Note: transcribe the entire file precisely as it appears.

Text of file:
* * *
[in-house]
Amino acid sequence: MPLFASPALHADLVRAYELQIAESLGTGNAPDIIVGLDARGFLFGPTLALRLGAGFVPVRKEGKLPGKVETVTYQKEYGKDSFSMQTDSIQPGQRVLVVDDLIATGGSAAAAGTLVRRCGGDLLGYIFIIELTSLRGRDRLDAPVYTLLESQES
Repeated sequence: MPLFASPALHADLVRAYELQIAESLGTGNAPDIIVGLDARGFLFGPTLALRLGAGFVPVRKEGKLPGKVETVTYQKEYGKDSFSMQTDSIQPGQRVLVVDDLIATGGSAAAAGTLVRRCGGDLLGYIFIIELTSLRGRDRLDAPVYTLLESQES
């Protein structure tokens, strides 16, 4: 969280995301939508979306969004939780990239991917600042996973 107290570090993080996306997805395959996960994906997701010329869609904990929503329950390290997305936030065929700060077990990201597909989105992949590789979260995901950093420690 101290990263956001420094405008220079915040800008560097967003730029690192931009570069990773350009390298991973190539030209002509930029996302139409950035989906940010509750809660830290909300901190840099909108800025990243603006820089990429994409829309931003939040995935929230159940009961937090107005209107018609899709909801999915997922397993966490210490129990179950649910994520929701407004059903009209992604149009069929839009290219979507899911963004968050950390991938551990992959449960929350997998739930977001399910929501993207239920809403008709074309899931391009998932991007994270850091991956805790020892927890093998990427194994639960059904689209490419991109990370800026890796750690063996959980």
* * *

[in-house]
Amino acid sequence: MPLFASPALHADLVRAYELQIAESLGTGNAPDIIVGLDARGFLFGPTLALRLGAGFVPVRKEGKLPGKVETVTYQKEYGKDSFSMQTDSIQPGQRVLVVDDLIATGGSAAAAGTLVRRCGGDLLGYIFIIELTSLRGRDRLDAPVYTLLESQES
Repeated sequence: MPLFASPALHADLVRAYELQIAESLGTGNAPDIIVGLDARGFLFGPTLALRLGAGFVPVRKEGKLPGKVETVTYQKEYGKDSFSMQTDSIQPGQRVLVVDDLIATGGSAAAAGTLVRRCGGDLLGYIFIIELTSLRGRDRLDAPVYTLLESQES
């Protein structure tokens, strides 16, 4: 969280995301939508979306969004939780990239991917600042996973 107290570090993080996306997805395959996960994906997701010329869609904990929503329950390290997305936030065929700060077990990201597909989105992949590789979260995901950093420690 101290990263956001420094405008220079915040800008560097967003730029690192931009570069990773350009390298991973190539030209002509930029996302139409950035989906940010509750809660830290909300901190840099909108800025990243603006820089990429994409829309931003939040995935929230159940009961937090107005209107018609899709909801999915997922397993966490210490129990179950649910994520929701407004059903009209992604149009069929839009290219979507899911963004968050950390991938551990992959449960929350997998739930977001399910929501993207239920809403008709074309899931391009998932991007994270850091991956805790020892927890093998990427194994639960059904689209490419991109990370800026890796750690063996959980």